So, I don’t really see the big deal of Parisians making cognitive maps of Paris. First of all, the city was planned by Haussman to be a city of monuments, with the intent of an inescapable visual connection between the avenues and the many beautiful monuments of Paris. Haussman even had buildings constructed at intersections and domes built off-center for the sole purpose of a continuation of his vision. It is no wonder that monuments played such a large part in how the Parisians orient themselves.
Secondly, because they take the subway, Parisians look at maps every single day. Obviously, they are not car-reliant, and thus they go to new and different places all of the time using the subway (as opposed to just commuting to work). I’ve never met a Parisian that didn’t carry a map of the city and metro with them all of the time. (Most use something like a Plan de Paris, which is leather-bound and conveniently small.) Also, I know the city rather well from being there for only 9-months, and even I could remember where the majority of those buildings were.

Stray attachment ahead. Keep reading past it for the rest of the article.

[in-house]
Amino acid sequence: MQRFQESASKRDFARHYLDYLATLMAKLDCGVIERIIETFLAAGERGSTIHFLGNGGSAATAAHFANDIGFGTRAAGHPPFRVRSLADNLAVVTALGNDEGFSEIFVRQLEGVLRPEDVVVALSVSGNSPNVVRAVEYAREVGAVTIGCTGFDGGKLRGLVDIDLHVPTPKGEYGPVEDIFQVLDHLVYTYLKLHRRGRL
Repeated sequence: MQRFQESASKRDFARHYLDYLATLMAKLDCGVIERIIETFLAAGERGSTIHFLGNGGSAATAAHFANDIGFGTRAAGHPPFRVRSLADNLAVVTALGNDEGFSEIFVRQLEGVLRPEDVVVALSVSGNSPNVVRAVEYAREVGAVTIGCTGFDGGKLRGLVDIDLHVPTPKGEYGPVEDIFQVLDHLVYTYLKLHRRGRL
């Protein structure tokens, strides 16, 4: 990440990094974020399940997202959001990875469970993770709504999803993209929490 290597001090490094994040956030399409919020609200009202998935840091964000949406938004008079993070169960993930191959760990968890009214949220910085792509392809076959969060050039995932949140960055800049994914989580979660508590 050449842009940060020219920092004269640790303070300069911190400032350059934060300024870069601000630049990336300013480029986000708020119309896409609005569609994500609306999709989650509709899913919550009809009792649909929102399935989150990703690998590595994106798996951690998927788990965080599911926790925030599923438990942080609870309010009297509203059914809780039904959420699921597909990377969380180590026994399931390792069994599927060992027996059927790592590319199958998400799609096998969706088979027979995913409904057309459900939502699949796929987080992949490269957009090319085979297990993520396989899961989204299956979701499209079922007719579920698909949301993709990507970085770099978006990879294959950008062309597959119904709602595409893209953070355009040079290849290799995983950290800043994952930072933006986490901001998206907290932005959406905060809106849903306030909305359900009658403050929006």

Perhaps the study could have delved more into the unconscious and everyday of a Parisian. For example, if people within a certain neighborhood were asked to draw the path that they take to the market, what was shown in common between the maps would have been much more significant. I’m sure that one could have learned a lot more about the unconscious of the collective people.